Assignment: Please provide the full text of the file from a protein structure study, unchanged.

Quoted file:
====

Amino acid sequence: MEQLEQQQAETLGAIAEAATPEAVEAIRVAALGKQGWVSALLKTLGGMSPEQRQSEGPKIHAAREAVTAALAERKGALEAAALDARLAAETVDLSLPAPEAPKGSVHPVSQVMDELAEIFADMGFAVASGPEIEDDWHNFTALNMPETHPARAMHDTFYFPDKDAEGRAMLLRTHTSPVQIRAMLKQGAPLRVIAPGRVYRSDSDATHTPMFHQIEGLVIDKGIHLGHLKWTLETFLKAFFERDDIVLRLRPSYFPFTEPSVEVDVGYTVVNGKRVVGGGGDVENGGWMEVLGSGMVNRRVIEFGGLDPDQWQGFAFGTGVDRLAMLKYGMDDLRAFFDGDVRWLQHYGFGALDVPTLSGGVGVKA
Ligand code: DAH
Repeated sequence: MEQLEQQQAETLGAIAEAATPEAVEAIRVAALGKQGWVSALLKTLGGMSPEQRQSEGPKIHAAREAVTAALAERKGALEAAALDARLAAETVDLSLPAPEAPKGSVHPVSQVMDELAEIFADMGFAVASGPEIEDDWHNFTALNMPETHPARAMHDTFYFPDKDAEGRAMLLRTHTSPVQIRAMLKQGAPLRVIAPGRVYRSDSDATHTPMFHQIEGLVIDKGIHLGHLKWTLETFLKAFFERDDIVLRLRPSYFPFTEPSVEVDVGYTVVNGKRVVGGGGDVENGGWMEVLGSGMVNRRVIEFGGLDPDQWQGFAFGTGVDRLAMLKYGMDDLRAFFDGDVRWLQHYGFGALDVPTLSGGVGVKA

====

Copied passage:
Amino acid sequence: MEQLEQQQAETLGAIAEAATPEAVEAIRVAALGKQGWVSALLKTLGGMSPEQRQSEGPKIHAAREAVTAALAERKGALEAAALDARLAAETVDLSLPAPEAPKGSVHPVSQVMDELAEIFADMGFAVASGPEIEDDWHNFTALNMPETHPARAMHDTFYFPDKDAEGRAMLLRTHTSPVQIRAMLKQGAPLRVIAPGRVYRSDSDATHTPMFHQIEGLVIDKGIHLGHLKWTLETFLKAFFERDDIVLRLRPSYFPFTEPSVEVDVGYTVVNGKRVVGGGGDVENGGWMEVLGSGMVNRRVIEFGGLDPDQWQGFAFGTGVDRLAMLKYGMDDLRAFFDGDVRWLQHYGFGALDVPTLSGGVGVKA
Ligand code: DAH
Repeated sequence: MEQLEQQQAETLGAIAEAATPEAVEAIRVAALGKQGWVSALLKTLGGMSPEQRQSEGPKIHAAREAVTAALAERKGALEAAALDARLAAETVDLSLPAPEAPKGSVHPVSQVMDELAEIFADMGFAVASGPEIEDDWHNFTALNMPETHPARAMHDTFYFPDKDAEGRAMLLRTHTSPVQIRAMLKQGAPLRVIAPGRVYRSDSDATHTPMFHQIEGLVIDKGIHLGHLKWTLETFLKAFFERDDIVLRLRPSYFPFTEPSVEVDVGYTVVNGKRVVGGGGDVENGGWMEVLGSGMVNRRVIEFGGLDPDQWQGFAFGTGVDRLAMLKYGMDDLRAFFDGDVRWLQHYGFGALDVPTLSGGVGVKA